What do you think makes the Merrie Monarch festival so important to Hawaiʻi?, Why are people so captivated by it, and tune in and watch every year and why is is important? Cheryl Dung (4th generation Japanese American in Hawaiʻi) said “There was a time after missionary contact, annexation and we became part of the U.S. when speaking Hawaiian and anything Hawaiian, I.e. Hula was looked down on. People were not allowed to speak Hawaiian. Hawaiian people were perceived as “ignorant” and  “uneducated” people who could not speak English.

Hula is important in giving dignity and respect to and for preserving the Hawaiian culture. Celebrating this tradition helps bring back the authentic culture after years of oppression and domination by those of European descent. Many years of tragedies were inflicted on the Hawaiian people by missionaries who subjugated the people for cheap and free labor to take their natural resources for trade around the world. There were years when Hula was tabu because missionaries thought it was too sexy or violated their own religious doctrine. Because Hawaiian is an oral language and not written, the  hula dances were important along with the music to tell and pass down stories, history, values of Hawaiian culture and its people. Although Hula was almost lost, it survived the European occupation.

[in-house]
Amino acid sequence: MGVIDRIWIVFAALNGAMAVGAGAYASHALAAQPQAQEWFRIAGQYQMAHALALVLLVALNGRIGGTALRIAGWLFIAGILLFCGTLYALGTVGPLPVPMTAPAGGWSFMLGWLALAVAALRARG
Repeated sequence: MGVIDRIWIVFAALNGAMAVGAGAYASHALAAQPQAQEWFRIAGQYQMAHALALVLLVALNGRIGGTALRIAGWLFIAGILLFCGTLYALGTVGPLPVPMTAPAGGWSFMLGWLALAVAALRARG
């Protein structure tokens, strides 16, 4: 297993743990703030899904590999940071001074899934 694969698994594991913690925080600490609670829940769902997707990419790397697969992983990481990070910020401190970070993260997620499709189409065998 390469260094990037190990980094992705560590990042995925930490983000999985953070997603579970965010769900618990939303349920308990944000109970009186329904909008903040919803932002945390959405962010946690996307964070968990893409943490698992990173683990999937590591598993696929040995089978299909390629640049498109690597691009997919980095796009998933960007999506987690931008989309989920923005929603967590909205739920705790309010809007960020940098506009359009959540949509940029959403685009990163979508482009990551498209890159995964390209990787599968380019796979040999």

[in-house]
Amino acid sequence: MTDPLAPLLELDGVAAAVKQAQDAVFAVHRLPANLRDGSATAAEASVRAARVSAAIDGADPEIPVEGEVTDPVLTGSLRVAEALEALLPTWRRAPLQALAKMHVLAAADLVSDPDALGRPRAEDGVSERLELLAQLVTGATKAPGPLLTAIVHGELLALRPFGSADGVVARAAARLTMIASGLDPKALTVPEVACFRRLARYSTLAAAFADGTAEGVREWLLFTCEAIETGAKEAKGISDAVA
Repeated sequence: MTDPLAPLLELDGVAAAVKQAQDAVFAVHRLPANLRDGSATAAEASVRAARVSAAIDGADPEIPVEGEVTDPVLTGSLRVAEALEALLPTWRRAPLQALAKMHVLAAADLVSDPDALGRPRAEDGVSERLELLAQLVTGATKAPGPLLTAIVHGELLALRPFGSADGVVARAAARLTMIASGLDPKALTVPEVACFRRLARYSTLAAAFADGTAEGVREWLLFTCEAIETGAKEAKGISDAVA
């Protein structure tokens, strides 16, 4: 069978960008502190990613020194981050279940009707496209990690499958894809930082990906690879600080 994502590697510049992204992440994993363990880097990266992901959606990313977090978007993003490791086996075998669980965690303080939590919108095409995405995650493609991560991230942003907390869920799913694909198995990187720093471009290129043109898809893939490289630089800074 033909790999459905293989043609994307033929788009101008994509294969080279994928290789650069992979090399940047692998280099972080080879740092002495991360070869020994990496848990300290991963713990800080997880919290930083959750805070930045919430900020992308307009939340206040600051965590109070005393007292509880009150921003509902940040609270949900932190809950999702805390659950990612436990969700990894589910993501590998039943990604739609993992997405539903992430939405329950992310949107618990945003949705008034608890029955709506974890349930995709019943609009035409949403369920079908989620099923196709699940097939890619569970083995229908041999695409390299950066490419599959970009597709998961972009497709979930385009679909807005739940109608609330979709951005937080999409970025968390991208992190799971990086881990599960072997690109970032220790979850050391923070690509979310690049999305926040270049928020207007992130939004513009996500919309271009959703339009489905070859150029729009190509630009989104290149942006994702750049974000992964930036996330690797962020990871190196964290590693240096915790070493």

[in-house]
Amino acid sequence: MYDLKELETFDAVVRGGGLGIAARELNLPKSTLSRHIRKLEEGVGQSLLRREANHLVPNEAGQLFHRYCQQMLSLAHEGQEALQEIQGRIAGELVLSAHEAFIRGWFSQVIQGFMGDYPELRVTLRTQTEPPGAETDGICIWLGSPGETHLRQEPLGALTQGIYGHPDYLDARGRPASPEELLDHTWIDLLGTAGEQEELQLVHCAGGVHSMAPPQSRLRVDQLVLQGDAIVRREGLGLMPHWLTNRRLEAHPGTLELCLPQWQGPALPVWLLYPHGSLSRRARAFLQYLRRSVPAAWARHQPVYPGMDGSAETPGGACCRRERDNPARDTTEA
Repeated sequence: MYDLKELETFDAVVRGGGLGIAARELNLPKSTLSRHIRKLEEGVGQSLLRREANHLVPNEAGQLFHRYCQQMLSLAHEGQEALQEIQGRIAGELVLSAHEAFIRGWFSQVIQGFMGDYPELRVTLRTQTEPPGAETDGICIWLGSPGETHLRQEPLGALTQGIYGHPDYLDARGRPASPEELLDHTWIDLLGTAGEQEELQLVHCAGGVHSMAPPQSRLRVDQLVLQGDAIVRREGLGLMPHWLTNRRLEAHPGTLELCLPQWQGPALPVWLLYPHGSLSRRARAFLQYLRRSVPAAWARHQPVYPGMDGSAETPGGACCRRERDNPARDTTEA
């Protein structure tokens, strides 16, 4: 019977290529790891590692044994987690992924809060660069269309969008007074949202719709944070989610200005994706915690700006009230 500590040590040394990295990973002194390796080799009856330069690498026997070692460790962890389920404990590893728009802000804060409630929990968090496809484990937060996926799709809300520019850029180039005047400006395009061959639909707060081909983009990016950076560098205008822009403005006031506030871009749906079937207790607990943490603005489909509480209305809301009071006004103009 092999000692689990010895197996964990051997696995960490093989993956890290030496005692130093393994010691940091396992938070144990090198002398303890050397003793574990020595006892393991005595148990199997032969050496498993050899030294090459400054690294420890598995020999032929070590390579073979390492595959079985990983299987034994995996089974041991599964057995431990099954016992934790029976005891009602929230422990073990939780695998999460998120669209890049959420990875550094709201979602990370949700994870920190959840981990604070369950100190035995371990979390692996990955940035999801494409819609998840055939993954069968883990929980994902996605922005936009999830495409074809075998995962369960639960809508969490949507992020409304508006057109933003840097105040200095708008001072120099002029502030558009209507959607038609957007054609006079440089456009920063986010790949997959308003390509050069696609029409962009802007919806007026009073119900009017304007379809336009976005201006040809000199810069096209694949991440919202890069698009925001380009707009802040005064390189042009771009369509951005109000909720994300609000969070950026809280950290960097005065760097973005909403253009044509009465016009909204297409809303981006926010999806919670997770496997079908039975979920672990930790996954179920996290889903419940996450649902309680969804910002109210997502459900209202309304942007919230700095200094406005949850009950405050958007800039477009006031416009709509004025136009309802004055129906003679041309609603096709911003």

The Merrie Monarch competition is very well known and is broadcast on  local TV stations and streamed online, giving full coverage of the festival and information about every halau. In Hawaiʻi it is like watching a big time sports tournament on TV. Watching the Merrie Monarch Festival means something to everyone who watches. For me it is just a way to remind me of the rich, vibrant history of Hawaiian culture that is apart of kuʻu home (my home). I am always in awe of  watching all of the dancers in the festival, as I know how much practice and discipline goes into performing a hula and oli. Some of the kupuna (Hawaiian elderly) have an especially very strong connection with the Merrie Monarch festival; some of them have been there since the first one in 1963. The committee for Merrie Monarch is mainly elderly Native Hawaiian people who know and share the importance that Hula is to the Hawaiian Culture. This festival was once an event meant to bring tourists to the island, and has now become something much more. It is a powerful gathering meant for protecting Hawaiian culture and the practice of Hula for future generations.

Here is a youtube channel that looks at the inside of what kind of preparation that Hula Hālauʻs do for the Merrie Monarch Festival.